RTÉ commissions Irish version of ‘Strictly Come Dancing’
‘Dancing with the Stars’ will replace axed ‘Voice of Ireland’ on Sunday nights in 2017
Daniel O’Donnell performs with professional partner Kristina Rihanoff on the BBC’s ‘Strictly Come Dancing’ in October 2015. Photograph: BBC.
Television viewers in Ireland will be given another chance to learn their jive from their cha-ch-cha in the new year, as RTÉ One airs the first Irish series of the BBC entertainment hit Strictly Come Dancing.
The celebrity dancing competition will be titled Dancing with the Stars, the international name for the series, which is one of the BBC’s biggest commercial exports.
The series will see eleven “well-known celebrities” and their professional dance partners tackle one or more choreographed routines on each show. The bottom couple is then eliminated each week until the eventual winners lift the “glitterball trophy”.
Paso Doble lessons
Time will be as tight as the lycra dancing costumes for any would-be participants who fancy squeezing in some secret Paso Doble or Viennese waltz lessons ahead of the show’s launch in early 2017. A spokeswoman for RTÉ said the celebrities, presenters and judges had not been chosen yet as the deal with the BBC has only recently been completed.
RTÉ’s Dancing with the Stars is expected to be broadcast live and feature a public phone vote as well as the scathing assessment of a panel of judges, in accordance with the format rules. A venue has yet to be confirmed.
The show will be produced by Shinawil, the independent production company led by Larry Bass that has made RTÉ’s the Voice of Ireland, another local version of an international entertainment format, for the past five years.
The Voice of Ireland will not be returning for a sixth series in 2017 and Dancing with the Stars will take its place in a “refreshed” Sunday evening slot.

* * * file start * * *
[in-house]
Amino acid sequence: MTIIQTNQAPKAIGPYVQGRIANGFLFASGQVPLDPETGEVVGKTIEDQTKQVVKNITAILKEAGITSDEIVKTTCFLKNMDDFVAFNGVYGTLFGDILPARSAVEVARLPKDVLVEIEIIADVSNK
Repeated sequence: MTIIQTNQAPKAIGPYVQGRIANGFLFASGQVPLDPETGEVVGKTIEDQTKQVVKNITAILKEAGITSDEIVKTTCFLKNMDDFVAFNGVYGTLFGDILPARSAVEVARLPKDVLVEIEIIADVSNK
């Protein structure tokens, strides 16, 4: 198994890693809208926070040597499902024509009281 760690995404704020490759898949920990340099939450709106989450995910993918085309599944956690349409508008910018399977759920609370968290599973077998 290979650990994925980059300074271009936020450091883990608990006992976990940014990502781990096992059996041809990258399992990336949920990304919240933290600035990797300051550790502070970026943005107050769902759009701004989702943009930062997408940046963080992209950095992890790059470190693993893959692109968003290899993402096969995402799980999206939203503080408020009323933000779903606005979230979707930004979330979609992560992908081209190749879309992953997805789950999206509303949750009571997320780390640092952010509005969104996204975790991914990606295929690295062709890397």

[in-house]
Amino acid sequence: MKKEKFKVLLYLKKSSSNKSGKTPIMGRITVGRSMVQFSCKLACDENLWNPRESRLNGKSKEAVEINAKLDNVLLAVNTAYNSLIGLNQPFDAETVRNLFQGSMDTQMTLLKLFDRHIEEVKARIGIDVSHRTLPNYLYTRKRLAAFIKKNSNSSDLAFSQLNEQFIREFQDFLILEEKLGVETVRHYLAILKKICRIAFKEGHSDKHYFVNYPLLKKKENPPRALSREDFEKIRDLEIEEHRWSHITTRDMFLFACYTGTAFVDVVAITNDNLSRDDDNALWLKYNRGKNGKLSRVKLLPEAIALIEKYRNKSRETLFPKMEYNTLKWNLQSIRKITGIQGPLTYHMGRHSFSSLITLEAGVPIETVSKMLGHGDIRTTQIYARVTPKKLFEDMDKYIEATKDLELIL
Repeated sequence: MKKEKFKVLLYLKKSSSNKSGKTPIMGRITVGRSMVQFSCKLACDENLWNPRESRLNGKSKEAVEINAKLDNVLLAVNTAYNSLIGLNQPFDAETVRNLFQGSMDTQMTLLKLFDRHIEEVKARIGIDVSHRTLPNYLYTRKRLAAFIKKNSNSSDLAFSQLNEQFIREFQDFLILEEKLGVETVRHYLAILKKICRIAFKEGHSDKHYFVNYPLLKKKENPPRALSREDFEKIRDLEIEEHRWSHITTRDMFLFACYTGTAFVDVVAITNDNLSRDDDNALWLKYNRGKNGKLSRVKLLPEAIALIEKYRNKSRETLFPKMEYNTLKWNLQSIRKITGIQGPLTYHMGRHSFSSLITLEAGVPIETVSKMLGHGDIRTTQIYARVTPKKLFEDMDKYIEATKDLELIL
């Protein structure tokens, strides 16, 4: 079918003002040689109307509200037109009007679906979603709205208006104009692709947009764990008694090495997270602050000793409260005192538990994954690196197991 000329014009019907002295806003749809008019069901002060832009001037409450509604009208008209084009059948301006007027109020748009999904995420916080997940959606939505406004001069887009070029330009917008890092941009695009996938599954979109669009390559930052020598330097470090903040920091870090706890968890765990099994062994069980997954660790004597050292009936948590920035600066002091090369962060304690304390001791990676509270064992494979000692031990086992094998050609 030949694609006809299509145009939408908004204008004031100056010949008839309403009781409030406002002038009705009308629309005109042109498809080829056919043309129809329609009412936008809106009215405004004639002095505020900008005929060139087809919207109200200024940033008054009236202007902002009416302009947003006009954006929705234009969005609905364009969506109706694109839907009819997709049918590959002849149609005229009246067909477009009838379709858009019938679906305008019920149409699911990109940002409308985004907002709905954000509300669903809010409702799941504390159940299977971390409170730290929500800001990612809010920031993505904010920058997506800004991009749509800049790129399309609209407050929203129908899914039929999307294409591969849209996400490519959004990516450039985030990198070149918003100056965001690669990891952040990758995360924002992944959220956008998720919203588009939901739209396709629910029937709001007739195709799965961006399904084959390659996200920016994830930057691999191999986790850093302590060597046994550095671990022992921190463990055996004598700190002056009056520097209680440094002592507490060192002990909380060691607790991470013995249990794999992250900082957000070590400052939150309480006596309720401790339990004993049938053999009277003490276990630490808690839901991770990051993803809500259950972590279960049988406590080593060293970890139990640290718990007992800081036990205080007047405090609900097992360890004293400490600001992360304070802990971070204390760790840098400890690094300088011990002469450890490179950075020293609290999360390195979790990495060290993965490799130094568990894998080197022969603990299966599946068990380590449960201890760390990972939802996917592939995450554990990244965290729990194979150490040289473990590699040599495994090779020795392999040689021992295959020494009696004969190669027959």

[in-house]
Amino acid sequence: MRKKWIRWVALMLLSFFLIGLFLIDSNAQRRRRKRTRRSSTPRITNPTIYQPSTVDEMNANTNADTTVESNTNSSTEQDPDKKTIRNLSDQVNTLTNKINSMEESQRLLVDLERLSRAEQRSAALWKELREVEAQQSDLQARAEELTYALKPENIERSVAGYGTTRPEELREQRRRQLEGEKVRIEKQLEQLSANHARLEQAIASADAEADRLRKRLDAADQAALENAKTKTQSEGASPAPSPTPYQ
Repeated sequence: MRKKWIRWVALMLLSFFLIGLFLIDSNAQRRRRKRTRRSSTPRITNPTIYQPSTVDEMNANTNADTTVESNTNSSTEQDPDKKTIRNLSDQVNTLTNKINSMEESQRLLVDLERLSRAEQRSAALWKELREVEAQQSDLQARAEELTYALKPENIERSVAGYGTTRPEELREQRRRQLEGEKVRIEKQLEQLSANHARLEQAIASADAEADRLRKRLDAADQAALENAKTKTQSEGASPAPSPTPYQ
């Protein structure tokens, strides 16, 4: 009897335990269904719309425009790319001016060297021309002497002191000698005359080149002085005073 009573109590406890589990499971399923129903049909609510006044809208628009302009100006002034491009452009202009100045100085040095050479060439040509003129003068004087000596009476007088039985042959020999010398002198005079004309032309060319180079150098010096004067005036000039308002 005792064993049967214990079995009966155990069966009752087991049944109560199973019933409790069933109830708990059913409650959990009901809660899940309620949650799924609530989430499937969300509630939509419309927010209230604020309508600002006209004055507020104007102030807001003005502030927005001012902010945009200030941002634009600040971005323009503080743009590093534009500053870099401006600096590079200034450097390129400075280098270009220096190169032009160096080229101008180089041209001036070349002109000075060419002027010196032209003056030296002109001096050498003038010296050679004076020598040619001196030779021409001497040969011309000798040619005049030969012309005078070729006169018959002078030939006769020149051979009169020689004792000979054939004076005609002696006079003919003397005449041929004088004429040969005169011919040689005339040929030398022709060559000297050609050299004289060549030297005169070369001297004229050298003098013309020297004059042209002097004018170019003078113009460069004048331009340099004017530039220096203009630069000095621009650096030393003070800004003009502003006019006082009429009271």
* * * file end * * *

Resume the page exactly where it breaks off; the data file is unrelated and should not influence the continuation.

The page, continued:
“Family entertainment shows are a cornerstone of what RTÉ One is all about,” said RTÉ One and RTÉ2 channel controller Adrian Lynch.
“We are delighted to be bringing such a hugely popular format as Dancing with the Stars to RTÉ One. The show has been a global phenomenon, attracting huge audiences wherever it has aired and we are confident that Irish audiences will take this home-grown version to their hearts.”
Its commission follows more than a decade of singing contest formats that showcased the talents of a hopeful public, rather than celebrities. Before the Voice of Ireland, RTÉ ran the All Ireland Talent Show, and before that its offering was You’re a Star.
The BBC has licensed the Dancing with the Stars format to more than 50 countries including the US, Australia, South Africa, India, New Zealand, Italy and Columbia. In the US, the next season to air will be the 23rd, while in Australia, the next season will be the 16th.
“We’re thrilled that RTÉ will be airing Dancing with the Stars, as this format is loved all across the world,” said Sam Tewungwa, BBC Worldwide’s commercial director of TV sales for the UK and Ireland.
“We continue to get such great feedback from every country where it airs, so we can’t wait to see how the Irish audience respond to it.”
Although Top Gear is the biggest money-spinner for BBC Worldwide, the commercial arm of the public service broadcaster, Dancing with the Stars is considered one of its “mega-brands”, alongside Doctor Who and the Great British Bake Off format.
The BBC’s Strictly Come Dancing, which is due to return for its fourteenth run in the autumn, airs across Saturday and Sunday nights and also has a weekday tea-time spin-off series, It Takes Two. The show, which began in 2004, is credited with a revival in ballroom dancing participation in the UK and in recent years has beaten ITV’s the X Factor in the ratings.
Presented by Tess Daly and Claudia Winkleman, Strictly (as it is known to its fans) has featured several Irish celebrities over the years, including a valiant effort in 2015 by singer Daniel O’Donnell. Bray dancer Tristan MacManus appeared as a professional on several seasons of both Dancing with the Stars in the US and Strictly itself.
RTÉ will be hoping its version of the show is a sequinned success and doesn’t wind up what acidic judge Craig Revel Horwood might call “a dance disaster, darling”.